The Fixed-Schedule Effect: Secret Keys to Life?
My husband often forwards me tidbits from the interwebs that he knows I’ll find interesting. Last week he sent me an article about time management that really blew my mind. In some ways I think it’s the paradigm shift I’ve been looking for, as I often feel lost in the vortex of caring for young children and stepping between motherhood and work.
The answer to feeling overwhelmed and overbooked is NOT throwing more time at your workload — it’s about prioritizing and working in a more condensed framework. It’s about working smarter, not working MORE. Just what busy mothers need, right? We can’t add more hours to our day, but we can use what we have more efficiently WITHOUT running around like maniacs.
This article was truly an eye-opener for me. There’s even discussion of synthesizing parenthood, domestic life, and work. Here’s an excerpt (although I do hope you read the whole thing):
I must emphasize that I’m not some laid-back lifestyle entrepreneur who monitors an automated business from a hammock in Aruba. I have a normal job (I’m a postdoc) and a lot on my plate. This past summer, for example, I completed my PhD in computer science at MIT. Simultaneous with writing my dissertation I finished the manuscript for my third book, which was handed in a month after my PhD defense and will be published by Random House in the summer of 2010. During this past year, I also managed to maintain my blog, Study Hacks, which enjoys over 50,000 unique visitors a month, and publish over a half-dozen peer-reviewed academic papers.
Put another way: I’m no slacker. But with only a few exceptions, all of this work took place between 8:30 and 5:30, only on weekdays. (My exercise, which I do every day, is also included in this block, as is an hour of dog walking. I really like my post-5:30 free time to be completely free.)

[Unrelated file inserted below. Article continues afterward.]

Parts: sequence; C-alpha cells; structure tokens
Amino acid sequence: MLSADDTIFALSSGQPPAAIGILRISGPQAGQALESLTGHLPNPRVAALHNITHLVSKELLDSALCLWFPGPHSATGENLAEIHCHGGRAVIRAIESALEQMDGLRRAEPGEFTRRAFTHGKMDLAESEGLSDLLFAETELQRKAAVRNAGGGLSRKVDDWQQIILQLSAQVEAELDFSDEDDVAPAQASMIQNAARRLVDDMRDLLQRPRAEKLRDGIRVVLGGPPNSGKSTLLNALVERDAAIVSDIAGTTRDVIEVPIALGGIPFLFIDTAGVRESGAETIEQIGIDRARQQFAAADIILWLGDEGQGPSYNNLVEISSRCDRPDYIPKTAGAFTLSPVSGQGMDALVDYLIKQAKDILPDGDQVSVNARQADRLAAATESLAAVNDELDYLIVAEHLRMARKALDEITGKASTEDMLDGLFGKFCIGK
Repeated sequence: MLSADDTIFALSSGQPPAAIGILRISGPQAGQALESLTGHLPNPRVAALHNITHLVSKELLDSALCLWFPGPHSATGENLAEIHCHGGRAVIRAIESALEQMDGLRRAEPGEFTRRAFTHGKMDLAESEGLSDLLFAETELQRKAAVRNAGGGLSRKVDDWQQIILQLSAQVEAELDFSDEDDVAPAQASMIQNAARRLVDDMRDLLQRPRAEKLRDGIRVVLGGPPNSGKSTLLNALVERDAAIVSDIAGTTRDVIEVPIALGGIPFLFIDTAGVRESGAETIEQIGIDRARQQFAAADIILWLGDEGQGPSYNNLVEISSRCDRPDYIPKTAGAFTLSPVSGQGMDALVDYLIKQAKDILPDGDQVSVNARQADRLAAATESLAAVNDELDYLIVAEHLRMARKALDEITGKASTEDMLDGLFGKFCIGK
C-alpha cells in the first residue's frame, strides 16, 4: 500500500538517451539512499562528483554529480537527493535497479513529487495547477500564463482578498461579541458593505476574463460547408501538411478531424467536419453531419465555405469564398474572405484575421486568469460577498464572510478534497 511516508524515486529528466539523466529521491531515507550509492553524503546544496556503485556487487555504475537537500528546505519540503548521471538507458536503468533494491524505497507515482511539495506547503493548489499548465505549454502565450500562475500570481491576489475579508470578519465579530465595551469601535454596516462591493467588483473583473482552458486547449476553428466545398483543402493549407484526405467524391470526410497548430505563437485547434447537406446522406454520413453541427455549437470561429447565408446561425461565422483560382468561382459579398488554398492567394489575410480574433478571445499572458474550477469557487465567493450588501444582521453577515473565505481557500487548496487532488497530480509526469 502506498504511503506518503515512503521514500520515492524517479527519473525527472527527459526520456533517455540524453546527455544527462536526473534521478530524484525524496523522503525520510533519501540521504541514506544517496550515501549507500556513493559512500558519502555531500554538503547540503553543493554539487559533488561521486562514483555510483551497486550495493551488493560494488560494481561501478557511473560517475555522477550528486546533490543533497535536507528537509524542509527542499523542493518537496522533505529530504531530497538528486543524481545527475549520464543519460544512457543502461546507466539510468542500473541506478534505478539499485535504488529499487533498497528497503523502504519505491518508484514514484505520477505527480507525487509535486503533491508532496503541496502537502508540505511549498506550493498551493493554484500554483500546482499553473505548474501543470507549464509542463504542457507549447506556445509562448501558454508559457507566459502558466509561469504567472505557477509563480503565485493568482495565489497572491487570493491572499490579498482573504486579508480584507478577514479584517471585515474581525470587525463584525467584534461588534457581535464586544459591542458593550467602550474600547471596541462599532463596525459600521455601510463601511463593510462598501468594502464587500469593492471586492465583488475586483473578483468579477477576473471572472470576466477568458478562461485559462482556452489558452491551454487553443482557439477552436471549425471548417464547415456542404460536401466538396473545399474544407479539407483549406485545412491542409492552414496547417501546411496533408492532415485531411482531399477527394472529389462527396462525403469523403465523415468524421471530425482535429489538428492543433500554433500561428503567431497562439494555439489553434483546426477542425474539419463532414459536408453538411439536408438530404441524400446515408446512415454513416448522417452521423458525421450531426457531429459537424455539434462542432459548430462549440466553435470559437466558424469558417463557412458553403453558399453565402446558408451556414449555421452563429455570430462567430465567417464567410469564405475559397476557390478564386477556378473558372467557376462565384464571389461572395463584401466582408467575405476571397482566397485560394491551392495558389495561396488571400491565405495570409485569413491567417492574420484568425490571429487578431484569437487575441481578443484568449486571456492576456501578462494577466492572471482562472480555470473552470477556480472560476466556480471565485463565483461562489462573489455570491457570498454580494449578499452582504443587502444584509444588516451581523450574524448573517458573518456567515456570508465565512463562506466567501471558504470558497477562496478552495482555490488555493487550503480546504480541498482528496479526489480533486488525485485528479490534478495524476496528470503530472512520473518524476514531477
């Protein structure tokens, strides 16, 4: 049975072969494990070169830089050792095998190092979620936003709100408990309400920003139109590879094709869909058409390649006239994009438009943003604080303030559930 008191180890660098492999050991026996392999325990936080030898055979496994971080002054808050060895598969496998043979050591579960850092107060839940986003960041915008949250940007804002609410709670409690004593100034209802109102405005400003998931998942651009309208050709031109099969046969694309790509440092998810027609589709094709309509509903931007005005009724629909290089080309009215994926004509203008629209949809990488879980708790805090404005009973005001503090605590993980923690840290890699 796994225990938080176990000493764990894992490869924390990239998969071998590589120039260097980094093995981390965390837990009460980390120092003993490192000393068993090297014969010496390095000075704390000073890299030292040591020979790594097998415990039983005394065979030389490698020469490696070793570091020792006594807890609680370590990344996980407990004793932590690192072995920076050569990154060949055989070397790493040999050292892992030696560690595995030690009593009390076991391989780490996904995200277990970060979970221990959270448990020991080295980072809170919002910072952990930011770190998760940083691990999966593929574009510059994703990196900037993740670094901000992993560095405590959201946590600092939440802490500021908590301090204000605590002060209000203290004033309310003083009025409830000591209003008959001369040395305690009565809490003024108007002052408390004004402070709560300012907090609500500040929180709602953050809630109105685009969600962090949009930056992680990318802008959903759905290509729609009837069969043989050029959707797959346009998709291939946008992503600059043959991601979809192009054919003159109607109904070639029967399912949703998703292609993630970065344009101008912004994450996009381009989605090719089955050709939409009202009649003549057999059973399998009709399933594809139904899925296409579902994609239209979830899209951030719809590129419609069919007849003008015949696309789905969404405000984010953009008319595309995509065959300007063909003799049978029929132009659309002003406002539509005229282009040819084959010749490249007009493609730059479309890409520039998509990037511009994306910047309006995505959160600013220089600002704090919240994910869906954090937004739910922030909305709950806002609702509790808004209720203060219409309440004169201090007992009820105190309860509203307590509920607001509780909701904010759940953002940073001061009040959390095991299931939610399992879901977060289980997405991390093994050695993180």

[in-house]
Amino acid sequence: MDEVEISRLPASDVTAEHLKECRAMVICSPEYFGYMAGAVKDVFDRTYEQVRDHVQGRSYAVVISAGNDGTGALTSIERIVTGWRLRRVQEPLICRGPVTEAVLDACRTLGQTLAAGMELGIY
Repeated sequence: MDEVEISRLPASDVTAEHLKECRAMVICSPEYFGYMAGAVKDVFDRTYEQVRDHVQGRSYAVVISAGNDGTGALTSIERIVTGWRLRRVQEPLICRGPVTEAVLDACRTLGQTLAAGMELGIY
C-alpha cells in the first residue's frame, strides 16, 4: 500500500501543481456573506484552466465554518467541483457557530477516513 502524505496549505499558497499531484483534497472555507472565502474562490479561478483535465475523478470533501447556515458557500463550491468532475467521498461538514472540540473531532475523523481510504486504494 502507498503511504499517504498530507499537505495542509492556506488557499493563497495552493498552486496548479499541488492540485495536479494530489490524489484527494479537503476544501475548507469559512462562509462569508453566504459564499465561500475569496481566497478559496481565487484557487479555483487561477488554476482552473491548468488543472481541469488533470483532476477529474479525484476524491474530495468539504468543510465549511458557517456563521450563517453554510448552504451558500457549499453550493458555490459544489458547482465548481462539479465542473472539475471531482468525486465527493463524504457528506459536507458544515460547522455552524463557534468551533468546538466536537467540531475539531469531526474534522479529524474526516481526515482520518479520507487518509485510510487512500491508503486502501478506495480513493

I call this approach fixed-scheduled productivity, and it’s something I’ve been following and preaching since early 2008. The idea is simple:
Fix your ideal schedule, then work backwards to make everything fit — ruthlessly culling obligations, turning people down, becoming hard to reach, and shedding marginally useful tasks along the way.
The beneficial effects of this strategy on your sense of control, stress levels, and amount of important work accomplished, is profound.
Michael Simmons’ [business] expanded quickly in the years following college graduation. Around the time I was reading The 4-Hour Work Week, I started to discuss the possibility that Simmons tone down the hours. It was his company, I argued, so why not take advantage of this fact to craft an awesome life.
Among the specific topics we discussed, I remember suggesting that Simmons cut down the time spent on e-mail and social networks.
“This isn’t optional for me,” he explained. “Any of these contacts could turn into a important partner or sale.”
But then Simmons’ daughter, Halle, was born.
Simmons’ work schedule reduced from 10 to 12 hours days to 3 to 5 hour days. He took care of the baby in the morning, then worked in the afternoon while his wife, and company co-founder, took over the childcare responsibilities. Evenings were family together time.
Halle forced Simmons into the type of constrained schedule that he had previously declared impossible. And yet the business didn’t flounder.